Outstanding debt of Scottish farms has risen over the past year, according to a release from Scotland’s Chief Statistician.
The latest results from the Survey of Bank Advances to Scottish Agriculture have revealed that outstanding bank loans to Scottish farms rose by £53 million in the year to 31st May 2013.
Total outstanding loans to the agricultural sector amount to £1.72 billion. Accounting for inflation, this is an increase of 1% since May last year.
Despite difficult lending conditions in the economy, this is the fifth consecutive annual increase in Scottish farm debt – although these recent increases remain within the typical fluctuations of the 21st century. According to the Chief Statistician, the latest figures represent a real terms decrease of 2% since debt levels stabilised in 1990. Real terms debt peaked in the mid-1980s at around £2.5 billion, before high inflation rapidly eroded the value of the sector’s outstanding debt.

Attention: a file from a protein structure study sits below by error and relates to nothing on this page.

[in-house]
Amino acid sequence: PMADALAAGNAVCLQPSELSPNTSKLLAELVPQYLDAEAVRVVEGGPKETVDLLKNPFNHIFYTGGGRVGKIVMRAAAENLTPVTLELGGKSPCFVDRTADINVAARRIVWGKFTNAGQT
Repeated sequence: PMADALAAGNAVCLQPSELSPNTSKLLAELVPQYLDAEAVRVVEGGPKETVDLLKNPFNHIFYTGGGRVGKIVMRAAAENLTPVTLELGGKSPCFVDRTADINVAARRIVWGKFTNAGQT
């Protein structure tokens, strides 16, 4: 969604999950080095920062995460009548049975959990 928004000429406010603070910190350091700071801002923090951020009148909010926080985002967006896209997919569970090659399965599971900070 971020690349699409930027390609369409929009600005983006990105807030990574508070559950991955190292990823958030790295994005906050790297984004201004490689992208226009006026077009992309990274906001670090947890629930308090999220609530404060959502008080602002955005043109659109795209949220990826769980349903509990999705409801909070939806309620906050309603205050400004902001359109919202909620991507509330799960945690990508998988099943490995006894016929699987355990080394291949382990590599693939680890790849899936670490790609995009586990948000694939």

Related evidence from the Bank of England shows that in May 2013, the UK agricultural sector (including hunting and forestry) was the only UK business area to see considerable rises in outstanding debt over the last two years. Most other business sectors saw successive reductions in debt levels.
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